So, my Secrets are apparently not too secret as everyone seems to know which ones are mine. It is either that or something to do with pheromones. Nah, lets say it has to do with the visual charm of the work. That probably sounds better.
Mine was snatched up quickly by someone who already has around 4 of my secret cards from the past few years. Interestingly, on the very first Secret Artworks event 6 years ago, this same collector, who did not know me at the time, was with her husband. When the doors opened, they both rushed off to get cards they liked. They both separately got cards I had painted- obviously having no idea who did them.  Pretty cool considering there are usually close to 1000 5x7 cards by various artists to search through. Last year, her husband grabbed the card I painted as well. 
Here is my card for this years 2013 Secret Artworks which they can hang in the Richard Luschek section of their collection.
Clean Thoughts, 7 x 5, oil shellacked paper , ©copyright Richard Luschek 2013
It is probably my favorite opening of the year. The work is donated and the funds raised go to the various Artworks community programs. Artists that donate work get to attend a hip and happening party (oddly I don't get to go to those very often).
I thought I would post a few process shots.
The artists are sent simple postcards. I decided to coat the paper with orange shellac which protects the paper from the oil paint and gives a warm tone to paint on.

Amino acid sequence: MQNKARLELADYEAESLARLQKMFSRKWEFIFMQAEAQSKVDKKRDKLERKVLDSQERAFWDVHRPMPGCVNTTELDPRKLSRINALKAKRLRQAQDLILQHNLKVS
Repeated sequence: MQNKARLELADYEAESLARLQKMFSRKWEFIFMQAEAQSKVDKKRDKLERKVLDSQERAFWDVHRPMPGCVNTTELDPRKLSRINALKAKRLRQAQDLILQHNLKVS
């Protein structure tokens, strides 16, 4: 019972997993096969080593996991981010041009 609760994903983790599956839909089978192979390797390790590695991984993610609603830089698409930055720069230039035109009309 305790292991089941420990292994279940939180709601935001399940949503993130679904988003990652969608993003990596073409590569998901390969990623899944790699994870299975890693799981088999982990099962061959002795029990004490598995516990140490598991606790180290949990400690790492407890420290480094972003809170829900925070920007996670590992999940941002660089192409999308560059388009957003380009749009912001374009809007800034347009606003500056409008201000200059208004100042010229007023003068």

I taped the card to a board and started painting. I wanted to create a little story and continue my series of light bulbs.
Here is a shot after about 40 minutes. I did not do a drawing, but just started painting on the orange card, doing my best to cover it fast. You can see the scene with the bulb suspended by a wire. You can also see the other Mr. Clean doll I have laying nearby on the table. Yes, I have 4 Mr. Clean dolls, you wanna make something of it?!
I got big shapes down and just continued refining and pushing shapes around. Here it is after about another hour.
 I let it dry setting it near the furnace pipe and then refined it on a second day to get to the finished image you see at the top of this post.
If you are an artist in Cincinnati and are not doing this event, what are you thinking?

Wednesday, November 20, 2013

Secret ArtWorks 2013

Once again I have painted a card for the Secrets Show. 
I know I am not supposed to show you the work- it being a secret and all, but here is a shot of the card.